August 29, 2013
By Jim Moore
A Canadian aircraft maker developing a new light sport aircraft claims that flight tests have demonstrated the two-seater will not spin.
SAM Aircraft President Thierry Zibi issued a press release Aug. 27 touting flight test results, providing links to online videos, and offering brief excerpts from a test pilot’s report on the SAM LS. The aircraft is being developed as both a kit and factory-built aircraft, with deliveries expected to begin in 2014.
“Our test pilot tried to make it spin, and the SAM just spirals… He also crossed the controls; the SAM buffets and goes nose down,” Zibi said in the news release. “The SAM won’t spin -- and we tried hard to make it spin.”
Without naming Icon, which was recently granted an FAA exemption to the light sport aircraft (LSA) weight limit on the strength of a spin-resistant design for its two-seat A5, Zibi claimed there was “more than one spin-proof design at Oshkosh this year!”
It is unclear to what extent the SAM LS has been tested, and Zibi said in an email that there are no plans to seek independent validation of the results, appearing to suggest that customers will themselves validate the spin-resistant quality of the new design: “At this time, we will not ask a third-party verification, but that will be soon the case when more and more SAM will fly, this characteristic will be third-party confirmed,” Zibi wrote. He did not respond to a subsequent email seeking additional detail about the flight tests conducted.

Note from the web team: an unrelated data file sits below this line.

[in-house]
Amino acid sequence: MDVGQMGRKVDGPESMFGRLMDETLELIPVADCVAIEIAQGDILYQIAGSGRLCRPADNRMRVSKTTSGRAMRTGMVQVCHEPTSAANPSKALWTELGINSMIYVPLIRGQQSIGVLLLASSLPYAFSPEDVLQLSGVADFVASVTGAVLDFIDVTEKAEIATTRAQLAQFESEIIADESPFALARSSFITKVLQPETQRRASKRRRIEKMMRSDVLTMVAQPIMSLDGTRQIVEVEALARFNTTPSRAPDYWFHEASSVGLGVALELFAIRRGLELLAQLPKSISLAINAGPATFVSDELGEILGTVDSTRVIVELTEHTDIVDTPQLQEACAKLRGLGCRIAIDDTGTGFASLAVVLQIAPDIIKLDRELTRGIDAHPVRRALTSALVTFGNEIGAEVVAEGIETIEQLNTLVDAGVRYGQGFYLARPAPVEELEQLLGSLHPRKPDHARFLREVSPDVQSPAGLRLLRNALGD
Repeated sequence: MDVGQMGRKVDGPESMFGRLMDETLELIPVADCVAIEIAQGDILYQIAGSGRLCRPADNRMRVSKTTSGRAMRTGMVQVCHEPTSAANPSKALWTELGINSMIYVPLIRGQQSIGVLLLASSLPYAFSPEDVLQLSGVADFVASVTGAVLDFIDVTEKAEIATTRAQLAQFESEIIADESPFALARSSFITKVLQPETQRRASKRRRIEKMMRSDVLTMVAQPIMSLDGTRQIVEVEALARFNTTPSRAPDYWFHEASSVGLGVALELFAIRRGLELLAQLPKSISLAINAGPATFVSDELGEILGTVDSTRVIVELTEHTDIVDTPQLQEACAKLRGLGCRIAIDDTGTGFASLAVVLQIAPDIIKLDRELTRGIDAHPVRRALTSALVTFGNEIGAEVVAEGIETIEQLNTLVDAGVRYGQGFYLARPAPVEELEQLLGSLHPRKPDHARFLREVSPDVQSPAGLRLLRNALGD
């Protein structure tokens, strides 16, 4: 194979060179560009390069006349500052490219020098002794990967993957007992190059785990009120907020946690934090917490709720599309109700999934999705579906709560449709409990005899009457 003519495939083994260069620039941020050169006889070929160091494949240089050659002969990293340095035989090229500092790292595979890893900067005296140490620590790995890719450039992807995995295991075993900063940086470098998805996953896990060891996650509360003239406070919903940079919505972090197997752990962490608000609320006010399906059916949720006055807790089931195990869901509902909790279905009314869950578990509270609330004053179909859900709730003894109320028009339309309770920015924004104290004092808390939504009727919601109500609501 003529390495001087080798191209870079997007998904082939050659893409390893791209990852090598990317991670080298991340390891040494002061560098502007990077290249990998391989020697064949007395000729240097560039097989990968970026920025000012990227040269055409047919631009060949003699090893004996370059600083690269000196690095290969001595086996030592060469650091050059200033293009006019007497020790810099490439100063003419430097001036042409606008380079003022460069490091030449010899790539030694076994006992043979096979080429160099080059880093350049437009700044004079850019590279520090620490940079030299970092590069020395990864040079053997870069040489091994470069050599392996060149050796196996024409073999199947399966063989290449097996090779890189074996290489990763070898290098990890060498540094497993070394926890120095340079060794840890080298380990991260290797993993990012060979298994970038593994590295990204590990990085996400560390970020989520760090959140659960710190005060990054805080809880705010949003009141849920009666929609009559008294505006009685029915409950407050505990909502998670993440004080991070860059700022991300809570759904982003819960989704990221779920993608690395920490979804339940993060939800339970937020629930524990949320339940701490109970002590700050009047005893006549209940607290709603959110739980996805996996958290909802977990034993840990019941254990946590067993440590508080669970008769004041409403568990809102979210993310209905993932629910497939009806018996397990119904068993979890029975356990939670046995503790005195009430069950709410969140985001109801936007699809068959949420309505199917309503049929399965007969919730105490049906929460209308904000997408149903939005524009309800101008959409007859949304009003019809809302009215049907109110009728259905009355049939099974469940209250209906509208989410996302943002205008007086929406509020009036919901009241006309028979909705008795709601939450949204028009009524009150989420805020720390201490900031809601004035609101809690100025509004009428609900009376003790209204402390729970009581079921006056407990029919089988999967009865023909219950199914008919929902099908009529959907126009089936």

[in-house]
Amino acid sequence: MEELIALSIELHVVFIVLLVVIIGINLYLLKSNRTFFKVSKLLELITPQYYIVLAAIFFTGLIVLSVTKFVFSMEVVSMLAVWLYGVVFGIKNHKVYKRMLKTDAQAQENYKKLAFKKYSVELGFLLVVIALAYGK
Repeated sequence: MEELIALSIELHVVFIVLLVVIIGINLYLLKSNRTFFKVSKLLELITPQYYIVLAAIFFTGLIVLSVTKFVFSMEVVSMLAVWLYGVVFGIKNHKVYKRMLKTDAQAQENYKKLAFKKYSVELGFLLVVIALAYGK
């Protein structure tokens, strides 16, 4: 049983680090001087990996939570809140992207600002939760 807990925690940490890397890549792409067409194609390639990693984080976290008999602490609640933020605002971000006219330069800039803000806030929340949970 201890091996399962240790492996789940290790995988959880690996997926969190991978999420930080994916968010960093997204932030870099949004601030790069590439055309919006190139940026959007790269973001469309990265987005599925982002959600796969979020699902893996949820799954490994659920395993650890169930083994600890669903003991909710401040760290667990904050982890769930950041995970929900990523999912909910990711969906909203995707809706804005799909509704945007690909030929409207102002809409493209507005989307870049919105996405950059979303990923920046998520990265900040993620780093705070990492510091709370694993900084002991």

The YouTube videos posted to demonstrate the aircraft's (attempted) spin and cross-controlled behaviors do not show clearly the control inputs applied during the maneuvers. The pilot appears to be alone in the tandem seat design, with the rear seat empty.
William J. Fredericks, a NASA aerospace engineer with the Aeronautics Systems Analysis Branch at NASA’s Langley Research Center, said with the rear seat unoccupied it would be much more difficult to induce a spin, because the center of gravity would be toward the forward end of the envelope.
“As you move the CG aft, it’s easier to spin the airplane,” said Fredericks, who is familiar with recent aircraft design efforts but not involved in the development of Icon, SAM Aircraft, or other commercial designs.
Fredericks noted that the side-by-side seating arrangement of Icon’s A5 is part of what helps it resist spins, limiting the aft excursion of the CG. Combined with aerodynamic features and limited elevator travel, the side-by-side arrangement helped Icon achieve its design goal of resisting spins. Accomplishing the same in a tandem seat aircraft is “a much more challenging bar to reach,” he said.
Dan Johnson, president of the Light Aircraft Manufacturers Association, said in an email that he considered the assertion that “SAM won’t spin” to be “merely a claim and not particularly meaningful therefore.”
Johnson softened his stance in a follow-up email: “Since we corresponded, I watched their videos and the test pilot really messed up the controls worse than most customer pilots might, yet Sam LS did not respond poorly.”
Zibi said in his email to AOPA Online that the design team did not set out to make the SAM LS resist spins.
“To be honest, spin resistance wasn’t a design goal, even though we wanted a safe aircraft, easy and enjoyable to fly,” Zibi wrote. Spin resistance “was a surprise for us, a great surprise.”
AOPA Online Associate Editor Jim Moore joined AOPA in 2011 and is an instrument-rated private pilot who enjoys competition aerobatics.
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